Interest in the role of bacteria and our health exploded once scientists mapped the human microbiome in 2013. Humans co-evolved with microbes, so it follows that microbes impact everything from immune function to metabolism, even mental health.
Today researchers and scientists press to understand why and how microbial organisms influence health and disease. Despite a history tracing back to Louie Pasteur’s work in the mid 1800’s, most researchers qualify their findings as preliminary. Welcome to the Post Pasteurian Era.
What we do know is that microbes colonize every nook and cranny in our body with about 10x more cells than our own. Our intestines harbor quantities that are hard to comprehend, estimated at 1 trillion organisms in every gram of gut contents. 1 (about 5 grams fit into a teaspoon)
The Ancients Relied on Microbes to Preserve Their Food and Their Health
Ironically the most ancient means of preserving food uses the action of microbes to render food safe without refrigeration. Fermentation improves the taste and texture of food, and can even make it more nutritious. Many cultures around the world, as well as the Weston A. Price Foundation, support a healthy gut with time tested fermented foods and a host of other traditional foods, including the consumption of raw milk.
The production of raw milk cheese and the consumption of raw milk draws intense scrutiny and sharp rebuke from the FDA and the CDC. Conventional food safety experts consider the presence of microbes a health risk. But warnings have failed to stem consumer demand, and a noted expert in the field insists, “Pasteurization is an 18th century solution to an 18th century problem and we can do much better.”
To date we have far more questions than answers regarding the impact of our diet and the microbiome, frustrating consumers and clinicians alike. We simply do not have research to substantiate what cultures have practiced for thousands of years. Figuring out how to do the research seems to be the first challenge to nurturing our microbiome.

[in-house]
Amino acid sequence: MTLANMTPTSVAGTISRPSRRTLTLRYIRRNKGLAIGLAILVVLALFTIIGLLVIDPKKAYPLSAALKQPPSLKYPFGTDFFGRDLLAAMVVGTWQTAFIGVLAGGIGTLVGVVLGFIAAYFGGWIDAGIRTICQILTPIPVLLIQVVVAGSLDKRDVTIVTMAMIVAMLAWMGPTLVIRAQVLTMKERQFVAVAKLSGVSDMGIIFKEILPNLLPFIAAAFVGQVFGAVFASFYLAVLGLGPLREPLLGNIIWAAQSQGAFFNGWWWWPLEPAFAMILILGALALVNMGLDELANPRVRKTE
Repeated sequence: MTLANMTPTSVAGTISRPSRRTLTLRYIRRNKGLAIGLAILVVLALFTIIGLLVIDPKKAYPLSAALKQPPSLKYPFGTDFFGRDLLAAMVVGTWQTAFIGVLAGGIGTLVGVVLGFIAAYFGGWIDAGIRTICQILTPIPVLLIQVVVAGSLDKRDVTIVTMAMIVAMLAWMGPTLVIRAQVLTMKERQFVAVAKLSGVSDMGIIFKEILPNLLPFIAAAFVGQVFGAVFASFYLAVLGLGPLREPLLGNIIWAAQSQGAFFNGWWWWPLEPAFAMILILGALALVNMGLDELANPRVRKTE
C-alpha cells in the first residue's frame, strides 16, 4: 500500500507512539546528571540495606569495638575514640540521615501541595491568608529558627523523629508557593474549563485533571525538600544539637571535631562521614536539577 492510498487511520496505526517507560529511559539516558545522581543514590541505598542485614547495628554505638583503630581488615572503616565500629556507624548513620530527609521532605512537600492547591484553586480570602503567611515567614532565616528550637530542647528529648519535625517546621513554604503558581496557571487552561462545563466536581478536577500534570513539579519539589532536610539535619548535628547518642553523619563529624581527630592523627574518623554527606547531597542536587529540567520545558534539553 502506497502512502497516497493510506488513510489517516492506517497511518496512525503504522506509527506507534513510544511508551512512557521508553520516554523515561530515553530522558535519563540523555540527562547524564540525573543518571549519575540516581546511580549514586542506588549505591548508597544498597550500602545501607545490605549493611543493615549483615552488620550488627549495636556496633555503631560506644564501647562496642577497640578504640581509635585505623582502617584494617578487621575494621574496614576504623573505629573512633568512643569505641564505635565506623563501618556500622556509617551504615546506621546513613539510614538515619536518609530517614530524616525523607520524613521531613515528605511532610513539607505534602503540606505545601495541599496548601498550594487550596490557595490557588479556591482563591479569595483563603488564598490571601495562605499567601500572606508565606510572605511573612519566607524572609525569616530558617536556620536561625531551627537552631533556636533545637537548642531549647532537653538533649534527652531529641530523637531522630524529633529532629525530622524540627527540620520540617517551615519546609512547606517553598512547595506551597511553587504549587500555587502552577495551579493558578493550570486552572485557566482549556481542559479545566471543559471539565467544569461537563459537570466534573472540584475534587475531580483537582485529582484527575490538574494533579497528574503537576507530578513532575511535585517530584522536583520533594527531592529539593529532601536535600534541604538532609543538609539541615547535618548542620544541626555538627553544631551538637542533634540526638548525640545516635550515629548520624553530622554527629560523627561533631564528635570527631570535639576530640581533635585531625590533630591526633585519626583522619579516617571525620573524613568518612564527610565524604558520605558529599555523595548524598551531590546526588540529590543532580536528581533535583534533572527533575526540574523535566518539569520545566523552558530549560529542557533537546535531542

What Makes Researching Microbes Different?
Microbes are promiscuous. They share genes like addicts share needles. Researchers are befuddled enough to suggest that maybe they should categorize bacteria by function rather than more traditional bacterial taxonomy. The International Scientific Academy of Probiotics and Prebiotics (ISAPP) suggests that it is possible to categorize gut microbes depending on whether they exert potentially pathogenic or health promoting aspects.
At any rate, when executing research scientists will be challenged to minimizes contamination of any studied specimens. Scientists will have to figure out how to contain bacteria, virus, fungi and other microscopic organisms and keep them from sharing genes during the process in order to identify exactly what they are studying.
More Disease, More Distress
In the meantime, people are suffering and families search for remedies. Escalating rates of infection with resistant bacteria and exploding incidence of an incredibly wide range of diseases and conditions has everyone considering what has changed, and what could create a healthier microbiome.
The question is especially piercing as parents and pediatricians grapple with more allergy and asthma, more symptoms of gastro-intestinal distress such as constipation, diarrhea, leaky gut and irritable bowel syndrome, as well as what may or may not be gluten intolerance. Increasing incidence of autism and developmental delay, as well as behavioral and mental health challenges confound us as well.
Not Waiting for All the Research
In the void, all sorts of dietary regimens and nutritional recommendations prevail. The internet has become a mind boggling mix of medical research and mythology. Clinicians, celebrities and consumers alike experiment and report improvement in their child’s condition, with many claiming cure. Trying to sort through the information can be exhausting.
It is challenging to know which way to turn, but there are some solid nutritional recommendations to support a healthier microbiome, and a few provocative options to consider, as well.
Dietary Approaches to Heal the Gut — And Possibly Much More — By Nurturing the Microbiome
1. Whole Foods
Ideally the most basic approach to a healthy gut involves eating a balance of whole foods. A meal based approach to food includes enough protein, adequate fat and abundant plant foods. Ideally both plant foods and animal products are sustainably raised. Start by offering small children one tablespoon of a protein rich food, 1 T. of fruit or vegetable, and 1 T. of a starchier food like beans or winter squash for every year of age.
Let your child’s plate look a whole lot like yours. A good enough mix of food supports a stable blood glucose level, and tames a cascade of hormones that influence energy metabolism.